Bowled over by success

Sport

England’s immediate task in Test cricket may be the series against Bangladesh and Pakistan, but their minds will already be halfway to Australia and this winter’s Ashes.

Once again they will travel as holders – that was no protection in 2006 as a vengeful team of greats ripped England apart, but four years on Australia may not have the personnel for a repeat performance.

When the job in hand is Bangladesh, away from home on pitches with some life, they can hardly be blamed for looking ahead to what would be, unquestionably, the ultimate prize. A pre-Ashes summer is always one of slightly uneasy anticipation, a phoney war. Players, especially those on the fringes of selection, strive that bit harder to prove themselves worthy of cricket’s most cherished plane ticket.

It does not help that the opposition are weak, and performances in July may not reflect likely returns in November, when the collective mettle will be severely tested. Bangladesh, away from the dead tracks of home, should provide little resistance, while Pakistan remain mercurially talented.

The opposition, then, may be weaker than England have been used to over the last year, but there remain issues over team selection that this summer’s Test programme may help resolve. The perennial poser of who should bat at first wicket down refuses to go away. England are likely to choose between Warwickshire colleagues Jonathan Trott and Ian Bell, respectively too intense and too  diffident for the role, but should be considering Kevin Pietersen, who has returned to inspiring form and needs to be challenged with greatness if he is to attain it.

A decision also needs to be made on how to balance the XI, and whether the need is greater for an extra batsman or bowler. Tim Bresnan is the only credible candidate to bat at No.7 as an all-rounder, while the presence of Graeme Swann and Stuart Broad gives England width if not depth in their batting order for that scenario. The Andrews, Flower and Strauss, are pragmatic, even cautious men, however.

The danger that a house-of-cards batting slate will collapse in on itself is likely to override the potential benefit of the extra bowler, although England will not discount the option of a mob-handed seam attack, and Bresnan’s worth as a workhorse in what will be punishing conditions is a consideration in itself. Jokers in the pack are another feature of the Ashes build-up.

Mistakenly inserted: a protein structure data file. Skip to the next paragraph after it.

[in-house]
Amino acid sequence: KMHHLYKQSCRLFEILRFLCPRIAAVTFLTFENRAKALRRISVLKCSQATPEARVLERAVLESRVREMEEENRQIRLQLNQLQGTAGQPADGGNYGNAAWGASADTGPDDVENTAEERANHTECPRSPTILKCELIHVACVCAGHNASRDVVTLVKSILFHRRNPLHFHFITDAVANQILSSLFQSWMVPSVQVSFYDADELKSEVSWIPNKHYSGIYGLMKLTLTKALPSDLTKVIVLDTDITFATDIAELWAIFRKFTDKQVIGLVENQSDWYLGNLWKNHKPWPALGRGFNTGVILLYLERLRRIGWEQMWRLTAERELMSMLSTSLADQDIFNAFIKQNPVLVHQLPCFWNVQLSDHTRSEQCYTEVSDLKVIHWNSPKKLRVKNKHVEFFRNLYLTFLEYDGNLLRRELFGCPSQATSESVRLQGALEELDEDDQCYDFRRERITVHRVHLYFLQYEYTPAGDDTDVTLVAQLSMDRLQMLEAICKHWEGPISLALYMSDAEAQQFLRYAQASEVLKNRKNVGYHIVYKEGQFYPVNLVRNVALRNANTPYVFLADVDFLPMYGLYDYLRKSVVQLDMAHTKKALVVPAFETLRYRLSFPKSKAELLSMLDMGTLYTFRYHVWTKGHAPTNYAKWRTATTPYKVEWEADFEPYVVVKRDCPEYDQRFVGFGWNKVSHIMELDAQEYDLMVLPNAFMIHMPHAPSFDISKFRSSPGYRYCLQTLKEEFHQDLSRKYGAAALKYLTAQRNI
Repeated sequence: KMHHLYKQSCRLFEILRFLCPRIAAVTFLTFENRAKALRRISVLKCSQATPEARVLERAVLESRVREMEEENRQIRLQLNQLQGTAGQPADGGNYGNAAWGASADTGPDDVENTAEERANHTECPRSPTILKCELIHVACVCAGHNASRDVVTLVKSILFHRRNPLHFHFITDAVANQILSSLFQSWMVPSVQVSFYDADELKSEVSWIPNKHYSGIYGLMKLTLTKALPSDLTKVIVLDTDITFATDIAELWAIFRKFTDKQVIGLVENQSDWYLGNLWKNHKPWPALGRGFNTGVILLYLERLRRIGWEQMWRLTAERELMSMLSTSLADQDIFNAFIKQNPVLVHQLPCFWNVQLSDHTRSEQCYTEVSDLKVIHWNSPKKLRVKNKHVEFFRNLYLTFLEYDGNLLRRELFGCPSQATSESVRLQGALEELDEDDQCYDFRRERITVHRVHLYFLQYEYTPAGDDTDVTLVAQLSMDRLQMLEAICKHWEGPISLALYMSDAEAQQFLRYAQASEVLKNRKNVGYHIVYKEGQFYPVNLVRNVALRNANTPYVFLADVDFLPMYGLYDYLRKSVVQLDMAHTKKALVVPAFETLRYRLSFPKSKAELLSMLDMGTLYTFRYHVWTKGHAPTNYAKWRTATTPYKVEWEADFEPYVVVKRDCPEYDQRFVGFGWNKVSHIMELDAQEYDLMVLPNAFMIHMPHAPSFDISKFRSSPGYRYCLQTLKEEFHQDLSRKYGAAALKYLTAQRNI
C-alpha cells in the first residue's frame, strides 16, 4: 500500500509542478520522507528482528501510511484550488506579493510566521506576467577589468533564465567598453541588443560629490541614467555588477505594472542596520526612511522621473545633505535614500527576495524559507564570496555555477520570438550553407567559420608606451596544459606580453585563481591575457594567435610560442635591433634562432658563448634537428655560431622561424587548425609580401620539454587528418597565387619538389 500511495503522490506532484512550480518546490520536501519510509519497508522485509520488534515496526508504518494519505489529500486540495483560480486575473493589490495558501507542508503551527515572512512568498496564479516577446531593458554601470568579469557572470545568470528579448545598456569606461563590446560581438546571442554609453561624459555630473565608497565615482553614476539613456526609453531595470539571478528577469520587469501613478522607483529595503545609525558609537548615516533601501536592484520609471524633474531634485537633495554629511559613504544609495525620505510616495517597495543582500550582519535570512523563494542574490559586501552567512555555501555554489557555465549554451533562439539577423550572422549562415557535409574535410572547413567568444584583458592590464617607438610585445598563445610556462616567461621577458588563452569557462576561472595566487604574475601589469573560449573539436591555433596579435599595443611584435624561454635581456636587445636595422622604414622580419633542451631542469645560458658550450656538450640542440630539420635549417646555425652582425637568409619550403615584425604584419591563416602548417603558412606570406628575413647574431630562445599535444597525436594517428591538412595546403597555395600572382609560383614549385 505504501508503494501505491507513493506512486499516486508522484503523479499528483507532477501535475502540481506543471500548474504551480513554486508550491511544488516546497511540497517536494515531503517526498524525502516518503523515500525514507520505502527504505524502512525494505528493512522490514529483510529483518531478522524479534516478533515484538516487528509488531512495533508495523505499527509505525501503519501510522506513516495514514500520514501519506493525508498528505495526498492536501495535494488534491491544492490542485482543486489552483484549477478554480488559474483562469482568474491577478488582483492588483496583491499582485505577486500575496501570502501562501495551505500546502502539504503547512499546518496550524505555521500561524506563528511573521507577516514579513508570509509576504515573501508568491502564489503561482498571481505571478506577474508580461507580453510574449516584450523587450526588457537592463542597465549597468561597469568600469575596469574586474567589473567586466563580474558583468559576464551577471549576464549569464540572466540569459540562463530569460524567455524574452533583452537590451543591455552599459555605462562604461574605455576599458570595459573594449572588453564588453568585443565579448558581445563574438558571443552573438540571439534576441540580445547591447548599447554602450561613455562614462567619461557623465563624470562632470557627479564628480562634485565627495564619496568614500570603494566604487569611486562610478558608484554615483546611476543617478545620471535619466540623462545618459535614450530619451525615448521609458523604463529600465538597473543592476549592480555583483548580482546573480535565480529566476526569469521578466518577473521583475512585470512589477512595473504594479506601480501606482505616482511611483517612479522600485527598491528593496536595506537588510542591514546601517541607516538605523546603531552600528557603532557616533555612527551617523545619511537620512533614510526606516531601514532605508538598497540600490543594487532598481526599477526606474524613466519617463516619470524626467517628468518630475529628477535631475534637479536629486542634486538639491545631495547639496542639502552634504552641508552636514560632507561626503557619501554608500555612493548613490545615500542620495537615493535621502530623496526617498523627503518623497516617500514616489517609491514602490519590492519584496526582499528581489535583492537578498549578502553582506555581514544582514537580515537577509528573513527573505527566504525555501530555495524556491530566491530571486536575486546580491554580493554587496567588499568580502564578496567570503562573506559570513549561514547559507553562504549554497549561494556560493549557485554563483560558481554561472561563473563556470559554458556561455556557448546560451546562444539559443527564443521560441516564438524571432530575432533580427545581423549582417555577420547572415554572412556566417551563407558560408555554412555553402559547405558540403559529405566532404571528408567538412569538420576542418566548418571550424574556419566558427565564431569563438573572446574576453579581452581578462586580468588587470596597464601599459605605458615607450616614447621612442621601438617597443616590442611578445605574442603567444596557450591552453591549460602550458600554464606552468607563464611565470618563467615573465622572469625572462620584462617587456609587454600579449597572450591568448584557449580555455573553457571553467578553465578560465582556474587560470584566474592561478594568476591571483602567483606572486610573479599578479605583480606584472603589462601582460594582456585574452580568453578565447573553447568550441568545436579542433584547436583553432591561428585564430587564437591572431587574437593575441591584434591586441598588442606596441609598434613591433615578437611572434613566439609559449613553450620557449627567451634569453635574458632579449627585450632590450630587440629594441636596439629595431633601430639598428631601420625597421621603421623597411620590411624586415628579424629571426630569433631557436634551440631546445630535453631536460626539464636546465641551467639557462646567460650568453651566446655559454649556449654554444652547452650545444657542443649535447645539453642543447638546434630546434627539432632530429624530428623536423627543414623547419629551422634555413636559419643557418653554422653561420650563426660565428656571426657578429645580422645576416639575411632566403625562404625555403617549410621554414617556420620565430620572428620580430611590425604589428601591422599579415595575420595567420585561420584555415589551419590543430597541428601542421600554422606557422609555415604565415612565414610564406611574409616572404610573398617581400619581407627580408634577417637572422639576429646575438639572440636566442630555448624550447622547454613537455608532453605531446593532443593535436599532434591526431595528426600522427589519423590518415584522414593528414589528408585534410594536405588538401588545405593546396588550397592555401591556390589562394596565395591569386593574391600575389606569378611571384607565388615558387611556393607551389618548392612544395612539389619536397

The surprise factor can be a significant one, as Jonathan Trott demonstrated last summer with a glorious century on debut in the series decider. Eoin Morgan, who has been so impressive in the shorter formats, is one who will be considered, although his promotion would be in spite of a patchy record in the County Championship. Wizened counsel suggests a tall fast bowler is a necessary ingredient for a winning team in Australia. Stuart Broad qualifies on inches, but does better pitching the ball up, and has rarely bullied top-class batsmen.

The name on many lips is Middlesex’s Steven Finn, a totemic ‘7, who showed promise even on the lifeless surfaces he encountered in Bangladesh. England will give him opportunities this summer, and he will probably have to bowl himself out of consideration rather than into it, even if the squad rather than team is his likely destination.

Destination is what will be concerning England this summer; the coaching staff will endeavour to keep the players focused, but this close to a winnable Ashes tour, everything is a means to an end.

Balancing the expectation and anticipation will be, at times, perhaps a harder job than dealing with opponents who are to be respected but not feared.

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